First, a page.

WASHINGTON -- On Election Day, Arizonans can give the nation the gift of a good example. They can enact a measure that could shape the health care debate that will arrest or accelerate the nation's slide into statism. Proposition 101, "The Freedom of Choice in Health Care Act," would put the following language into Arizona's Constitution:
"Because all people should have the right to make decisions about their health care, no law shall be passed that restricts a person's freedom of choice of private health care systems or private plans of any type. No law shall interfere with a person's or entity's right to pay directly for lawful medical services, nor shall any law impose a penalty or fine, of any type, for choosing to obtain or decline health care coverage or for participation in any particular health care system or plan."
What do those people favor who oppose Proposition 101? Some support legislation sponsored by the Democratic leader in the state House of Representatives. It would establish a severe single-payer system, proscribing private health insurance in the state and requiring almost everyone not on Medicare to enroll in a state health care program. Under that program, a state commission would stipulate the menu of services and medications, and could even decide which hospitals could add which technologies.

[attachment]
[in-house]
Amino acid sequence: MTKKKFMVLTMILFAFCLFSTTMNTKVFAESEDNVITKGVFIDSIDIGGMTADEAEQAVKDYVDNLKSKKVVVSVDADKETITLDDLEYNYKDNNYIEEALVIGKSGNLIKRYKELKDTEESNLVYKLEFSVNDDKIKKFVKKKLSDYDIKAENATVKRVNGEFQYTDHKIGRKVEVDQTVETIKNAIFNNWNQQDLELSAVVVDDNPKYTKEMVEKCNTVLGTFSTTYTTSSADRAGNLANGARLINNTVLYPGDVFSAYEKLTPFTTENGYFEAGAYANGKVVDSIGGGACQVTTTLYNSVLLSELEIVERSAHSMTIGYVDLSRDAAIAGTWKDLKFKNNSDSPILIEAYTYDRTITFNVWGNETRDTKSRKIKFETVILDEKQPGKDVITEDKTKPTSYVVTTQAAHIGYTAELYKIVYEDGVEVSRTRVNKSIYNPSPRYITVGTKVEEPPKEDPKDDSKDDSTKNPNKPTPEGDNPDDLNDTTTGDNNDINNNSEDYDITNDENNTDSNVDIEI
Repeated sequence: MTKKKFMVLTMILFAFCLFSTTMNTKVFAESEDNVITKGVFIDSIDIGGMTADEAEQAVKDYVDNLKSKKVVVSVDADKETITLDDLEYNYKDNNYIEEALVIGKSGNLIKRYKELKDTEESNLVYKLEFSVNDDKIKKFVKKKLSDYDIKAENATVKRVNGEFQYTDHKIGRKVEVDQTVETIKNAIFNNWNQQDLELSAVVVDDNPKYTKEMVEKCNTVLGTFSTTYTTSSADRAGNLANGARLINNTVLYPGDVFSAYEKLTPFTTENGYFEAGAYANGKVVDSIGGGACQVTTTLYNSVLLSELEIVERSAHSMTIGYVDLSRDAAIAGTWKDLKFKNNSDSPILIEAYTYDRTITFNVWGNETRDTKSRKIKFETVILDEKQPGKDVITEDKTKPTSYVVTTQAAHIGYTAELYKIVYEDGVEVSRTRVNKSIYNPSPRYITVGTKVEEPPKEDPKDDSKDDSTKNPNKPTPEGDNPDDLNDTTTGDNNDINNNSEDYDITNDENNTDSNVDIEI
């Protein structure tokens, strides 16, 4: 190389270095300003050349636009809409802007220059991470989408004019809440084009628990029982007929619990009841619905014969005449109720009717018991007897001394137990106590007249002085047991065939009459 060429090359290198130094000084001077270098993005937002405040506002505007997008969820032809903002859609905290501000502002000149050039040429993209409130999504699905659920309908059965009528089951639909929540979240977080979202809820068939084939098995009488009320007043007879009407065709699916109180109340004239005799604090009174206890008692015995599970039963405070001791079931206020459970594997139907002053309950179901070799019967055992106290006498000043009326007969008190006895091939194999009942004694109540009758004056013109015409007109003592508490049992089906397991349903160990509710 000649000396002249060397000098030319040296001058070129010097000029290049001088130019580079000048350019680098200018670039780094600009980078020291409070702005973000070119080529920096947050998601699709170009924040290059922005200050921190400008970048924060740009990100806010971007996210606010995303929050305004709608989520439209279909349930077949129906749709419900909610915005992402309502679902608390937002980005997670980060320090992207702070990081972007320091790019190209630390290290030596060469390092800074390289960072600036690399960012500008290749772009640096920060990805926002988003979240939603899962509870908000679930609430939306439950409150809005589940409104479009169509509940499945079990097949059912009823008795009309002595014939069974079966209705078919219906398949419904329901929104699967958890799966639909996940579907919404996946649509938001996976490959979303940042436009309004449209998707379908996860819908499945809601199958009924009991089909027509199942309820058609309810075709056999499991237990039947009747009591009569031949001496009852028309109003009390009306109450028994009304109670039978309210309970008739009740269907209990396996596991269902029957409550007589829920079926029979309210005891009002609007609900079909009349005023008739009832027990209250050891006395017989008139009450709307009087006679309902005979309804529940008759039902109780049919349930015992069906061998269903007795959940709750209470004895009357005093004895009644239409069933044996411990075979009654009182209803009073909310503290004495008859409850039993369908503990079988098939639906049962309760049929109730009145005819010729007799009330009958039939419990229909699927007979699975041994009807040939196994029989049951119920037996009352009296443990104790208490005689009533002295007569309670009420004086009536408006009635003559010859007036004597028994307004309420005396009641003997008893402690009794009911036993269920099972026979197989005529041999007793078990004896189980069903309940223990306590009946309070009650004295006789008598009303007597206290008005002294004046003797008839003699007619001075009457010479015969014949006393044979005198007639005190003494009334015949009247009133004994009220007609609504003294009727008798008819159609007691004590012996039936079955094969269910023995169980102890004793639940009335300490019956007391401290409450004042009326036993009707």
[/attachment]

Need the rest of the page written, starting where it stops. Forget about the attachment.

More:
A similar bill reached the desk of California's Gov. Arnold Schwarzenegger, who vetoed it, partly because it lacked a funding mechanism. Such legislation essentially aims to replicate Canada's system, under which, generally speaking, medically necessary physician and hospital services are available only from the government health insurance system.
Opponents of Proposition 101 are against what it would guarantee, including the right of individuals to pay directly for medical services without needing the permission of a third party. Proposition 101 would emancipate service providers from requirements that they either charge fees set by the state, or charge nothing.
Proposition 101 would prevent employer or individual mandates of the sort imposed in Massachusetts. That is, it would prevent "pay or play" systems, under which employers must either pay for employees' health insurance or pay into a state pool that finances insurance for them.